Should you not know the CM Punk storyline in question; the wily and conniving CM Punk is upset that he is being overlooked as one of the top wrestlers in the company in Vince McMahon's eyes in favour of John Cena (a good choice for the role on the surface but without the indie cred that CM Punk identifies within himself). As a result of this, he conspires to shake Mr. McMahon's faith in Cena by suggesting that he will beat Cena for the title and leave the company, taking away the crown jewel of Mr. McMahon's empire and humiliating him. Mr. McMahon is taken in by CM Punk's ruse, eventually distracting Cena enough to allow CM Punk to hit his finisher, pin him and leave with the title, whereupon Mr. McMahon is relieved of his duties with the WWE.
Of course, I'm leaving out bits and pieces of each story - but it's that main narrative of the pride of a respected, established leader being preyed upon by a master manipulator that is important. It's not that a WWE writer snatched the storyline from Shakespeare, and it's not that Shakespeare himself snatched it from an Italian story from 1565 called 'Un Capitano Moro'. It's simply a story that reverberates with people through the ages because it's something that anyone can understand and relate to, even if they don't understand that that's what they're doing on the surface.
So what? Well, comparing narratives like this can illuminate the culture that produces them. CM Punk returned a hero after this played out in 2011, whereas at the end of Othello, Iago is very much a villain. Perhaps this suggests something of the role of authority figures in society today compared to during the 17th Century; today we're looking for that person in power to take a fall.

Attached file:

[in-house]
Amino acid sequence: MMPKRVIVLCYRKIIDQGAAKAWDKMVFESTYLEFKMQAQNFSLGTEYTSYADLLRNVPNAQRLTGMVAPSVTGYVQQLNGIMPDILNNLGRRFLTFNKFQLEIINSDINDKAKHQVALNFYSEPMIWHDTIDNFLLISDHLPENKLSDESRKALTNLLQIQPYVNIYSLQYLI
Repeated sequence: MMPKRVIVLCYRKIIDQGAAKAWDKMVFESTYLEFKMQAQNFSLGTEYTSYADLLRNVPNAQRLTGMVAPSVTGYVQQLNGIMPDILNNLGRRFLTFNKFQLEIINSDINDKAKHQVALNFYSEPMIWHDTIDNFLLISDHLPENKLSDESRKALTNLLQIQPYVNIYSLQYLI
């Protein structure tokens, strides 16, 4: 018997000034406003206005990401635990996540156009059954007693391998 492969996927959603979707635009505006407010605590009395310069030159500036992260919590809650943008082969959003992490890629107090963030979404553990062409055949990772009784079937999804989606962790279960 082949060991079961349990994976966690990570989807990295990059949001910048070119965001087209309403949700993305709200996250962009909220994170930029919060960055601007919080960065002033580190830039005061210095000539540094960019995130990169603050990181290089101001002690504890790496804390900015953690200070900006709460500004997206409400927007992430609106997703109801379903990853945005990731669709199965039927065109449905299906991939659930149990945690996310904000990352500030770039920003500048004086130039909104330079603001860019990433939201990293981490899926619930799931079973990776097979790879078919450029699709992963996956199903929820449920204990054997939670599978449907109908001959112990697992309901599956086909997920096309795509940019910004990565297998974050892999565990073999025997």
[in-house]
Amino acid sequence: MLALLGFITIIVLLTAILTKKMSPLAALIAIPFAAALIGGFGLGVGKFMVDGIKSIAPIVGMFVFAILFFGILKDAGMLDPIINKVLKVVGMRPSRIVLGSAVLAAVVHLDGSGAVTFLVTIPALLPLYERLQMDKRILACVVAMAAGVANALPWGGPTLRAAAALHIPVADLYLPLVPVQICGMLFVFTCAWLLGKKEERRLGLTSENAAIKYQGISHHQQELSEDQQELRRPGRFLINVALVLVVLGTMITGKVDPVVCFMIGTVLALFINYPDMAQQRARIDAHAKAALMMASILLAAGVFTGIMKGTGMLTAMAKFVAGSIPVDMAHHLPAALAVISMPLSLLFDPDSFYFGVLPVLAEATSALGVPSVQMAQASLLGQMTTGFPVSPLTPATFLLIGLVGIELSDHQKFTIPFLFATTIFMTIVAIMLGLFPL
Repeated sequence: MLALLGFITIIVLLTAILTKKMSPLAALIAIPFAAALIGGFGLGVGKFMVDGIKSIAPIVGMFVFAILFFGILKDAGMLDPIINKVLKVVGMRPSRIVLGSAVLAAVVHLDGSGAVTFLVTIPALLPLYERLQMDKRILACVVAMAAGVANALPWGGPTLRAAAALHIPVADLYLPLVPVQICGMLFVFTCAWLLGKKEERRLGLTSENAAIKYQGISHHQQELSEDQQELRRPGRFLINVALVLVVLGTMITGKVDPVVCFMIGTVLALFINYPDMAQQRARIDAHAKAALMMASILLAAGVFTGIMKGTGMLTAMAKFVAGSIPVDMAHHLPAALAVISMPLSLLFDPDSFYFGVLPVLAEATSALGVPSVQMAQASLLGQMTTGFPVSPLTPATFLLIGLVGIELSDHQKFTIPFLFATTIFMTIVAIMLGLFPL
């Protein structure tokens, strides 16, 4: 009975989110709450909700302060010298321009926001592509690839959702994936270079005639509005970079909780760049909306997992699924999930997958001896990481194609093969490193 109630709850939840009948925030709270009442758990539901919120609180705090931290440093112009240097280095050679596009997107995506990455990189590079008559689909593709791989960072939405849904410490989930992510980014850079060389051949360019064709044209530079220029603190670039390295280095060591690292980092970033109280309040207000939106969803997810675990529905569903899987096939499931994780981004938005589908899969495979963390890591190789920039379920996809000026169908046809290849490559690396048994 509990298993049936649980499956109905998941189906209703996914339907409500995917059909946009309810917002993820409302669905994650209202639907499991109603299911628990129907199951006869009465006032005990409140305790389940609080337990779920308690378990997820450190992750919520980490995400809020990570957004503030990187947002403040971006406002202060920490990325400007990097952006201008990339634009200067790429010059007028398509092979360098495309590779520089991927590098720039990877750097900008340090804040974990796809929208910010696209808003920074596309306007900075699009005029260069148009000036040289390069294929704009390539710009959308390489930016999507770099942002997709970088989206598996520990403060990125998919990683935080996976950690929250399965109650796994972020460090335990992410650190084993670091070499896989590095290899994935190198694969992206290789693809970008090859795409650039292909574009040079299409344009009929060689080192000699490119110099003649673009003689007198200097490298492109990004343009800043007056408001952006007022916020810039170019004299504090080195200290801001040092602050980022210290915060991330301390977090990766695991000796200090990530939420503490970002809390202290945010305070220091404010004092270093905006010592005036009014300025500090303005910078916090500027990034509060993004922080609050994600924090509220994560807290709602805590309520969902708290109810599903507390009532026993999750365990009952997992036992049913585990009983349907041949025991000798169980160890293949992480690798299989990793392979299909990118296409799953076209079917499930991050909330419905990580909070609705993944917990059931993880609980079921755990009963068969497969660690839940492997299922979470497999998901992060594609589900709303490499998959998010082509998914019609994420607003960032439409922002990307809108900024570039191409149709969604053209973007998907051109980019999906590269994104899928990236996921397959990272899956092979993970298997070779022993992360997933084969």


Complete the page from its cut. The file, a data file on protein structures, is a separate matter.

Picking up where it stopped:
To leave this example behind and go a little further, if we compare two pro wrestling texts, we can make other observations about the cultures that produced them. Say we were to identify a classic pro wrestling storyline, any one of the many that repeat themselves time and again - perhaps a match where a veteran takes on an up-and-comer. This narrative could play out over the course of one match, and - as I have mentioned before - play out in the ring but have a narrative that is decipherable purely through the match, without any outside elements like commentary or prior storyline build-up. We could quite easily find matches that told this story from American, European, Lucha and Puro traditions, and because pro wrestling is, at its heart, a narrative that plays out using only physical action, we could compare the different matches directly, without the linguistic baggage that a similar novel or play from those different cultures would carry with it. The cultural cues of pro wrestling are deeper than most would think - what makes a villain a villain is not the same worldwide. Such a study would first reveal the simple stuff; what a Japanese audience think of as 'heel tactics', where the line between hero and villain falls across the globe and so on - but, with a deep enough study, there is no end to the cultural insight that we could glean.